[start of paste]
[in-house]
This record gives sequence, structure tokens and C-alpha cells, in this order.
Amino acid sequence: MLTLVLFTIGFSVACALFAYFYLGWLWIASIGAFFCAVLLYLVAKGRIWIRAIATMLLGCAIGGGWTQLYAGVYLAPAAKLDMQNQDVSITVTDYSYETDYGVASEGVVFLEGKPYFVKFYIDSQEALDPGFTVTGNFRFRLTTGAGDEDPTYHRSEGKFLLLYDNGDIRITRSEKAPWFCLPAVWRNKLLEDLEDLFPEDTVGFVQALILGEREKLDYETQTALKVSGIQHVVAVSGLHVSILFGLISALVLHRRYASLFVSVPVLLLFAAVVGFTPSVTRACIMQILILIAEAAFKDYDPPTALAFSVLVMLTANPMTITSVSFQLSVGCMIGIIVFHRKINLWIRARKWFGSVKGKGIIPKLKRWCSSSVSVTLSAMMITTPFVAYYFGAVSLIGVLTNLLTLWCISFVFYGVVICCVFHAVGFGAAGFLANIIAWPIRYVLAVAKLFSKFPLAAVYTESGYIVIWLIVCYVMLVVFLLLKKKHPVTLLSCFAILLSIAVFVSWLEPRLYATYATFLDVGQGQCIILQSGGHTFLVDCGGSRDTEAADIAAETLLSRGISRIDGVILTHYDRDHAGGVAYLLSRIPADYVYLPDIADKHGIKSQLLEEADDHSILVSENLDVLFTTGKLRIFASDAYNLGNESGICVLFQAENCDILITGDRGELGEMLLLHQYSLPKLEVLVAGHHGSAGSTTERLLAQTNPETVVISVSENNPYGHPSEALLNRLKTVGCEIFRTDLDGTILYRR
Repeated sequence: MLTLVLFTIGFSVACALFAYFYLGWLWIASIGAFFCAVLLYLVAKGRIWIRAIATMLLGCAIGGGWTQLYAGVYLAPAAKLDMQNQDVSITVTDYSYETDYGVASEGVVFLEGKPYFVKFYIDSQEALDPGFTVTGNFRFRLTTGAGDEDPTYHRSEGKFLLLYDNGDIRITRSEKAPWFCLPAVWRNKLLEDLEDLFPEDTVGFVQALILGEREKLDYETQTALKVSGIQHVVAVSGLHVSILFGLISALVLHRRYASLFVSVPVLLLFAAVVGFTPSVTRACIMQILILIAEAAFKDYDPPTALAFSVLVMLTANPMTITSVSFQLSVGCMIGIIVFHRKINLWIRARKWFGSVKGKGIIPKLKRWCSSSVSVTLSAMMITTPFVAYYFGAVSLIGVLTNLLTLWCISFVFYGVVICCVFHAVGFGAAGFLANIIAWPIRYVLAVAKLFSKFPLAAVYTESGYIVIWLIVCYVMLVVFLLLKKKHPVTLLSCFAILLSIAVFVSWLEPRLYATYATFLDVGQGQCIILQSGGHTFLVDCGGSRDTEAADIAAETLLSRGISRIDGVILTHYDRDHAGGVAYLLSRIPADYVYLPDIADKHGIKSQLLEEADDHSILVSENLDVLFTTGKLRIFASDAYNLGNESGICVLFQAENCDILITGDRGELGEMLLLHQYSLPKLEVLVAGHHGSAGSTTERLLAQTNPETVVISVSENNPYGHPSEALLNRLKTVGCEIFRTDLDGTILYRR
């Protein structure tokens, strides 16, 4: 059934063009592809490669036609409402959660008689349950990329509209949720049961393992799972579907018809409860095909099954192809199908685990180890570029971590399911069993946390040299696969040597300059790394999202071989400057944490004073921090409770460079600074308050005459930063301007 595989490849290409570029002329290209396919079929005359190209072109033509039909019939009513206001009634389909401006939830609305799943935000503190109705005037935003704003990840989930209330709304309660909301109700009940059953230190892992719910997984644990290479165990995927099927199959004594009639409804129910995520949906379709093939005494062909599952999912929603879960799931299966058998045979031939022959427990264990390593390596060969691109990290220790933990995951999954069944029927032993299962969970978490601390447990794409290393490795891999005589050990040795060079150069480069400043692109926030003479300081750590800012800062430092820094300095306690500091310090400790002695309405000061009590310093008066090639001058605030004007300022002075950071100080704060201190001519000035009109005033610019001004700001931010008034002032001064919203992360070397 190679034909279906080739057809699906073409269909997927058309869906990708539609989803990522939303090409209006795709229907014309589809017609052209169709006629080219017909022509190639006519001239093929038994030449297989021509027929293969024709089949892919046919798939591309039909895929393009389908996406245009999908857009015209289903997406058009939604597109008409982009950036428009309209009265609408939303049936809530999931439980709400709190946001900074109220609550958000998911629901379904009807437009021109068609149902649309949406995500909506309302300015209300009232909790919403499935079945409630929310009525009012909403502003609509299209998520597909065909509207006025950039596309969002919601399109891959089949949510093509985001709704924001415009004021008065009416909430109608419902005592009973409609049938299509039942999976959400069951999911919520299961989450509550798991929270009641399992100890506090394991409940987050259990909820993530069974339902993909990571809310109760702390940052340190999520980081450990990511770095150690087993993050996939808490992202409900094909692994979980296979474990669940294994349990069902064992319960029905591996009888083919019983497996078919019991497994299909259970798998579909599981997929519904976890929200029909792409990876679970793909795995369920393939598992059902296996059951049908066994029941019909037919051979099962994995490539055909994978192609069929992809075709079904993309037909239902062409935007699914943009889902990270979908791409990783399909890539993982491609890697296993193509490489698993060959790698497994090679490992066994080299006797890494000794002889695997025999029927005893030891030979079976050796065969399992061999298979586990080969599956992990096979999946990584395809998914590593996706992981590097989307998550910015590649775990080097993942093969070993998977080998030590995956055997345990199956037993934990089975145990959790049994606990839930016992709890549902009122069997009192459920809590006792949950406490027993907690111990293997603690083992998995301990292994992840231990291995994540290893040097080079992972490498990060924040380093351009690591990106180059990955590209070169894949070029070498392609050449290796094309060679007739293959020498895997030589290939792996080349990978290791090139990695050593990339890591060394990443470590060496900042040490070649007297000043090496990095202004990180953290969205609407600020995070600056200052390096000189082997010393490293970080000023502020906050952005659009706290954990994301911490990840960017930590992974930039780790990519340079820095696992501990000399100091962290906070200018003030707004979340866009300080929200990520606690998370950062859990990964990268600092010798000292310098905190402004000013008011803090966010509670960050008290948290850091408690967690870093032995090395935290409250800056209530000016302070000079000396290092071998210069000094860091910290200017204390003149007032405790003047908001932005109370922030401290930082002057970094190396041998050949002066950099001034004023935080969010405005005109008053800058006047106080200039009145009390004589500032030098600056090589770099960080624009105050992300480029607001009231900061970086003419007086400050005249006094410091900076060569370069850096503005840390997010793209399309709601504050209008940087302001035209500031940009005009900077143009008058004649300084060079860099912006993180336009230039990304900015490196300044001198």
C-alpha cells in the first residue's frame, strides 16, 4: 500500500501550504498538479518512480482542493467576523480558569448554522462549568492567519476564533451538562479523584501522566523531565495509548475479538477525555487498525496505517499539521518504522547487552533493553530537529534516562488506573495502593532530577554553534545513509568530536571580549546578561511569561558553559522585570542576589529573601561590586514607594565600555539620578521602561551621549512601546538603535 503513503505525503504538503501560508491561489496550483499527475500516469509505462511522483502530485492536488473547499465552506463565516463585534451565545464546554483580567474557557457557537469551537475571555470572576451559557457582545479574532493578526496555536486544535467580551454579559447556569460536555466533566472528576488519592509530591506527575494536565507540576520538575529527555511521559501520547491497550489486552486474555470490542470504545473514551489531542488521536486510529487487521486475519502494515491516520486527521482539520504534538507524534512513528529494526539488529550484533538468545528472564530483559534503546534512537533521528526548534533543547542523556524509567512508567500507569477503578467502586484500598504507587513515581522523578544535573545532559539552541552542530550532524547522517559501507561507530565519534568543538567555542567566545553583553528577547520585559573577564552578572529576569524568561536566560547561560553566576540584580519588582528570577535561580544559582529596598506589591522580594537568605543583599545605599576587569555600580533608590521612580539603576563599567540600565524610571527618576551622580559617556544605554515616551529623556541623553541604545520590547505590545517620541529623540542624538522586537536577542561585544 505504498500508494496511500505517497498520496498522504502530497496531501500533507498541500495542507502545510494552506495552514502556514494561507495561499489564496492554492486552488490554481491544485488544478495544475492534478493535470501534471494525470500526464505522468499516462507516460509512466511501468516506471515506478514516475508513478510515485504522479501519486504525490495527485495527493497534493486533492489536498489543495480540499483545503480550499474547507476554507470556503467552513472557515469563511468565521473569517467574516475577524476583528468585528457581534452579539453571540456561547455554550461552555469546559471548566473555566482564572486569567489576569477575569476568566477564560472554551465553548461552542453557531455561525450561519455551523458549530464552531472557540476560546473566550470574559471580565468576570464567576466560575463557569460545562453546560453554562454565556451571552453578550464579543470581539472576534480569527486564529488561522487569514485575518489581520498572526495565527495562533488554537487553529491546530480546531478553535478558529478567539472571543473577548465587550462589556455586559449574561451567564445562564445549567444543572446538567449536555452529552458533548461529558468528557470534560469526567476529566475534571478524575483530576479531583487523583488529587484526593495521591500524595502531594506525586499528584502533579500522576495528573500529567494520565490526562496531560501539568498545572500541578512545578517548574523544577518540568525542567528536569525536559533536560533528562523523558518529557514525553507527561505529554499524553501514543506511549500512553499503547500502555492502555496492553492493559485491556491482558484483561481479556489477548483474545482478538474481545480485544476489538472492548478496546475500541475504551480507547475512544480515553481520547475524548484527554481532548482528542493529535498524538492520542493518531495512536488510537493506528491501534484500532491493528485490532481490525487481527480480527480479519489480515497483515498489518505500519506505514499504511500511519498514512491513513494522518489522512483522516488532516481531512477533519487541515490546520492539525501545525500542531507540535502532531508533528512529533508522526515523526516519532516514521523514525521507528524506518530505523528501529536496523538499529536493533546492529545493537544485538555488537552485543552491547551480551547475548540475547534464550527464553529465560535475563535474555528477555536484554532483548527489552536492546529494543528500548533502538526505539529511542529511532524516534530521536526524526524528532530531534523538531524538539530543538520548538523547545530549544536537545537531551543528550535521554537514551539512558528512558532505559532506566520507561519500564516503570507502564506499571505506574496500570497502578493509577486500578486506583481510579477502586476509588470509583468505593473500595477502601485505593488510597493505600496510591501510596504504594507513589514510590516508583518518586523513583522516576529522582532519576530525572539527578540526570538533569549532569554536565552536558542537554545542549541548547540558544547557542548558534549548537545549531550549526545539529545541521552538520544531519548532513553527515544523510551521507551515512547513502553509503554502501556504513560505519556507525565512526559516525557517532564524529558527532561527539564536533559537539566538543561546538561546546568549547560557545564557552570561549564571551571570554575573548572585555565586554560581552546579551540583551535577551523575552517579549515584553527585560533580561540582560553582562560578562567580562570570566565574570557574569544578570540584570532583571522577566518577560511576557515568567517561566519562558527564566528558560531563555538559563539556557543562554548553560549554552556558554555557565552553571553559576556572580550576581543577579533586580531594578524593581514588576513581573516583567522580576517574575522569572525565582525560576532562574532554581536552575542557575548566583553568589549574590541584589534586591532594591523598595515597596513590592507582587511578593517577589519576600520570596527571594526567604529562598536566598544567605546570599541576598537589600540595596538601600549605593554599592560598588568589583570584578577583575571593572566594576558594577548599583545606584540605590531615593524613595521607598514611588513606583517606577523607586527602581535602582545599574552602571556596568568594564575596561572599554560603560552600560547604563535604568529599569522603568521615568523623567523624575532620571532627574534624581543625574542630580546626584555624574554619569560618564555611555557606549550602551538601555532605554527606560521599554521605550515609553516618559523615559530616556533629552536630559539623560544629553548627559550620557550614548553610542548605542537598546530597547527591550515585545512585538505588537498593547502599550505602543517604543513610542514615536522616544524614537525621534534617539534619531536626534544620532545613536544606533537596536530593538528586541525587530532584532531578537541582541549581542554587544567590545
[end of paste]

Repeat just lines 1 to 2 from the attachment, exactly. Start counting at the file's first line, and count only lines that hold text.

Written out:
[in-house]
This record gives sequence, structure tokens and C-alpha cells, in this order.